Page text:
Tuesday, May 15, 2007

An Artistic Legacy

Song Stuck on the Brain: Spider Man Theme Song... We're going to see Spidey 3 tonight.

I've been doing some research on Meso-American culture and archeology for a novel idea. A book I purchased recently is full of photographs of the ancient artwork and sculptures from the Olmec, Mixtec and other Pre-Colombian cultures. The photos are cool, but it always makes me wonder, if we are really interpreting the art correctly?

Think about it. Archeology has unearthed thousands of cave paintings, pottery shards and figurines. Some seem simple enough to understand. A horse is just a horse right? A buffalo battle a simplistic story. For example, an anthropologist finds a painting of a woman in odd clothing holding a severed head. It could be a priestess holding a sacrifice. Or a wife holding the head of her battle slain husband. Or maybe a queen holding the head of her enemy.

But what if the same painting was done today? Modern art would say that it's the Feminine Power beheading male dominance. Or maybe it's a metaphor for a woman examining her own mind and thoughts. In fact, a good portion of art today is metaphorical. It's not just a pretty portrait or peaceful landscape.

I wonder, if a thousand or more years from now when anthropologists look back at the art in our culture, what will they claim it tells them?

I have to wonder if an anthropologist would even recognize this as a piece of art. Maybe they'd write it off as a canvas used to cleanse the artists brushes by sweeping it back and forth and flinging the paint loose.

Maybe this one would be a tribute to the goddess of snakes.

This piece of graffiti from Kansas City, is actually recognizable as more than blobs, but a Caterpillar smoking a hookah pipe doesn't say much about our culture... at least not anything good.

This tag from KC isn't even an image. It's a word. One I can't even read. But surely anthropologists would claim this as a ward against evil in a sacred tongue.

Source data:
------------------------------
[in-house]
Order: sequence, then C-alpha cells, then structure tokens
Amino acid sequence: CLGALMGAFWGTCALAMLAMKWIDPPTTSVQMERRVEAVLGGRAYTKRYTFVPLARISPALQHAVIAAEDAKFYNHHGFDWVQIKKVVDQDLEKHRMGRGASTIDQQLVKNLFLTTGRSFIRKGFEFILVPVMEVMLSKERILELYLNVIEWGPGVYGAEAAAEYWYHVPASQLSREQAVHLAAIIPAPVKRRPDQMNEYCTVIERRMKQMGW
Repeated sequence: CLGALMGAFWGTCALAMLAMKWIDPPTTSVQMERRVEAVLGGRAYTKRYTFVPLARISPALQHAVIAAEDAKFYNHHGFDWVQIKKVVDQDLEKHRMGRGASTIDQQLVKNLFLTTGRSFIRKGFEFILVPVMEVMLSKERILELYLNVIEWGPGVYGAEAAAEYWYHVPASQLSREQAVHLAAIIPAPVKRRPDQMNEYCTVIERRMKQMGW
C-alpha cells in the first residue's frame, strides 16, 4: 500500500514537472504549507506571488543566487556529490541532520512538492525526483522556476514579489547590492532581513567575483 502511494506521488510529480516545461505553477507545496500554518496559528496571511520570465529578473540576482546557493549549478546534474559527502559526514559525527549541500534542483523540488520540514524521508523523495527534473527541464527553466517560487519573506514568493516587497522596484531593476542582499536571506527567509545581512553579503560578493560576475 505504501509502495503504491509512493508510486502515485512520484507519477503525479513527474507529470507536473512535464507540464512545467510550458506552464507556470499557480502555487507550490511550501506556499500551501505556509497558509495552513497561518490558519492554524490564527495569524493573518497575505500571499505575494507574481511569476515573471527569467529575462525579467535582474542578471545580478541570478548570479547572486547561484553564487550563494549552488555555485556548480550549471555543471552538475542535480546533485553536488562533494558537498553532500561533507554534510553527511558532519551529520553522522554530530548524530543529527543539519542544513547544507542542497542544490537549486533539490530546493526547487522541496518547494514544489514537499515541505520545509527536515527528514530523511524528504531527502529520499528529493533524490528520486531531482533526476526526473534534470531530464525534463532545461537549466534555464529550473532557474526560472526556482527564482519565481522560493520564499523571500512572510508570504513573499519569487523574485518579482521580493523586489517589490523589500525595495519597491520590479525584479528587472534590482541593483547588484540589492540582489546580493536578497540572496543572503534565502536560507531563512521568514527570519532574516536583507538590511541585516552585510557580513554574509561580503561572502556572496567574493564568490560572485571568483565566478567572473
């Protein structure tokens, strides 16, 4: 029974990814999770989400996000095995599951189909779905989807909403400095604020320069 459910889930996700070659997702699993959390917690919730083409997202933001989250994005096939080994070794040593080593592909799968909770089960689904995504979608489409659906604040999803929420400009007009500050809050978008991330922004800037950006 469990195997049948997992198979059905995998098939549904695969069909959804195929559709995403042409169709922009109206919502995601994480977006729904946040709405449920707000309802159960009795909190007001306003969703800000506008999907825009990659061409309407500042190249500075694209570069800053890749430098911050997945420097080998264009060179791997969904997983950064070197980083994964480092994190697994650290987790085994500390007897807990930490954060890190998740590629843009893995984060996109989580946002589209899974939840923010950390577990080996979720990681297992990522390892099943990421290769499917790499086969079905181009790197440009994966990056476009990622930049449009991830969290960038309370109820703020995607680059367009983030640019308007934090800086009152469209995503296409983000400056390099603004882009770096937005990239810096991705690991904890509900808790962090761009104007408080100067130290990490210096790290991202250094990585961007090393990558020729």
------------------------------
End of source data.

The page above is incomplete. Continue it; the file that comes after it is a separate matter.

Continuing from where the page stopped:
Even art by the Masters, like Picasso, seem strange and obscure through the eyes of our future historians. What exactly DOES this say about women?

Salvador Dali's Enigma of William Tell has me completely stumped. What does an overly long butt cheek propped on a stick say about our culture? And the melting clocks and mismatched legs.... I don't get it now. I feel sorry for the anthropologist that discovers Dali.

Even our sculptures are weird. This 'birdie' on the lawn of the Nelson's Atkins Museum in Kansas City, MO is photographed a lot. But come on, a lawn dart?! They'll claim we worshiped giant badminton players.

(I don't have anything against modern art, it's just not me. I don't get most of it, it doesn't 'speak' to me. I know there are those that love it. So don't think I'm trashing the last 300 years of art history. )

Honestly, some of the cave paintings I've seen, look better than current stuff. I just can't help but think about those artists 2000 years ago sketching spotted ponies. Did they think that it was a metaphor for the plight of their culture? Or was it just a homage to their favorite steed?

It's just a thought. One of the many odd one's floating around my brain.

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